In a better Washington, a bipartisan proposal from Sens. Bob Corker, R-Tenn., and Chris Murphy, D-Conn., wouldn’t elicit any special praise. In the Washington we have, their transportation plan, which would raise the gasoline tax modestly to pay for the nation’s roads and rails, is a portrait of political courage. By daring to cross the aisle and propose what many know — but won’t admit — to be good policy, Corker said he wants “to break the ice” freezing lawmakers from doing the right thing. It’s time for his colleagues to listen to reason.
Past time, really. The federal government’s Highway Trust Fund has traditionally relied on the gas tax to finance the building and maintenance of the country’s transportation infrastructure, but lawmakers haven’t raised the tax since 1993. The result has been regular funding crises as the trust fund runs low, state officials fret that they will have to postpone or cancel projects, contractors become wary of doing business with the government and Congress scrambles to scrape up funding. Round after round of gimmickry has shored up the transportation budget with general funds. Instead, those who use the infrastructure should be on the hook. The gas tax remains a relatively good way of accomplishing that.
The trust fund is once again in dire straits, due to run out sometime in the summer. The Congressional Budget Office figures that, at current gas tax levels, it will fall $13 billion short of its obligations next year and $160 billion short over the next 10 years. Corker and Murphy’s solution is to raise the gas tax by 12 cents a gallon over two years, then index the tax level to inflation. That would redress the erosion in the value of gas tax revenue over the past two decades and prevent inflation from eating into gas tax receipts in the future.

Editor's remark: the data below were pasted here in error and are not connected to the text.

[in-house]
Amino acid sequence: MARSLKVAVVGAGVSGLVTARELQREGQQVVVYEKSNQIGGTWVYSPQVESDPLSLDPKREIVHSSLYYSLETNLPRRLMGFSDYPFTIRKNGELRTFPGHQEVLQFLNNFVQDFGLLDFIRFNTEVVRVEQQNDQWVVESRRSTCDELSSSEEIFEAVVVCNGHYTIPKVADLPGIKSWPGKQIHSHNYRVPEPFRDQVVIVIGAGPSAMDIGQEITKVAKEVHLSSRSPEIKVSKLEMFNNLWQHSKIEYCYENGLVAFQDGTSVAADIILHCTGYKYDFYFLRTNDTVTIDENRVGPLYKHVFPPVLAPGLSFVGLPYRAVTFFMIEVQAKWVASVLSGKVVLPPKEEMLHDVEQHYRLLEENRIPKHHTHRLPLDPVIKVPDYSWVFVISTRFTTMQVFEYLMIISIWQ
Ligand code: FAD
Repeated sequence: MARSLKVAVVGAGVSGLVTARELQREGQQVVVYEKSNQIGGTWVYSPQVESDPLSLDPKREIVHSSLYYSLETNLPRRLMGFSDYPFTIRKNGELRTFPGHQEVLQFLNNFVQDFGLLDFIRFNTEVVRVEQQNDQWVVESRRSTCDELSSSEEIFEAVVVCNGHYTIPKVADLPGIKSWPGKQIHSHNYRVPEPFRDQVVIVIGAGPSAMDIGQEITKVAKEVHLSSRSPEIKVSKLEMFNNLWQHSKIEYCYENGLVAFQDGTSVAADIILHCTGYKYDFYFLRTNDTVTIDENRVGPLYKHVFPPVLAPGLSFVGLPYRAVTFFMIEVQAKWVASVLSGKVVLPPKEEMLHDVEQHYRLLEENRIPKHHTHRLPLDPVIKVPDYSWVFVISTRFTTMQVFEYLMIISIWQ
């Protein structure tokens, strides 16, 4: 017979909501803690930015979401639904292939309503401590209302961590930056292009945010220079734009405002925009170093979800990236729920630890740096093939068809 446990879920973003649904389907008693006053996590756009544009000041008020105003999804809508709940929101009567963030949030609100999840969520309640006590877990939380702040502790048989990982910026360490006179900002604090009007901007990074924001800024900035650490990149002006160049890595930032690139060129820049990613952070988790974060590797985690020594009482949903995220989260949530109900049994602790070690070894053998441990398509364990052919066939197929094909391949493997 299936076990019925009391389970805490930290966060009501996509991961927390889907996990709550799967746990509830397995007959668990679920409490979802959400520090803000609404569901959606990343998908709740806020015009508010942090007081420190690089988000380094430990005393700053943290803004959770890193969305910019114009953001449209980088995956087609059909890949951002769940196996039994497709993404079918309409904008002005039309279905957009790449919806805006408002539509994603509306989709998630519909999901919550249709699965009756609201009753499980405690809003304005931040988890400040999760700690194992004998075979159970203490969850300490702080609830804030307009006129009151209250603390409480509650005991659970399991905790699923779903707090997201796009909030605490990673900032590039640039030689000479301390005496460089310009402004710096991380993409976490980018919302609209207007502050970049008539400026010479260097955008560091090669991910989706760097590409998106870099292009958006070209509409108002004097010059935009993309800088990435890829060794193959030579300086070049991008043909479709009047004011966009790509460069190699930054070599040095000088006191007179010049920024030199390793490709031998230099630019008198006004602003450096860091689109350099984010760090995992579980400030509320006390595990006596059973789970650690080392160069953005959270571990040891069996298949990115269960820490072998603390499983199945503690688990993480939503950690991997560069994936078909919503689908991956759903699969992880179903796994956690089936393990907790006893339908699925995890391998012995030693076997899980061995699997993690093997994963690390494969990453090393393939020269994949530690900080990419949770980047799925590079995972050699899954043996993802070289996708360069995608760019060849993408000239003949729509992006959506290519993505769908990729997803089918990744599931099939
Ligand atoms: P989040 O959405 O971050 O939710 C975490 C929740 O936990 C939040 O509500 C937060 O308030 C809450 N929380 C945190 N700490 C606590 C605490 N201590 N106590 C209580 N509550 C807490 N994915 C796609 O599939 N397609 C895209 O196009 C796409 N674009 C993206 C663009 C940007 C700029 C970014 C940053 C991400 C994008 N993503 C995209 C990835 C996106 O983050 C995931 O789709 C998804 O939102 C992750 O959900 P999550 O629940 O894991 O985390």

Because that would open lawmakers to criticism that they raised taxes, Corker and Murphy have proposed linking the new revenue to permanent extensions of a variety of popular tax breaks, such as one for corporate research and development. But the two things shouldn’t be linked. The linkage that matters is this one: Truck and automobile drivers use roads. Road construction and maintenance costs money. A gasoline tax that keeps pace with inflation ensures that drivers help pay for that cost.
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With the increasing (and welcome) fuel efficiency of automobiles, the gasoline tax can’t be a complete answer to the nation’s infrastructure needs. But it is a big part of the answer, and Congress should follow the common-sense leadership of Murphy and Corker.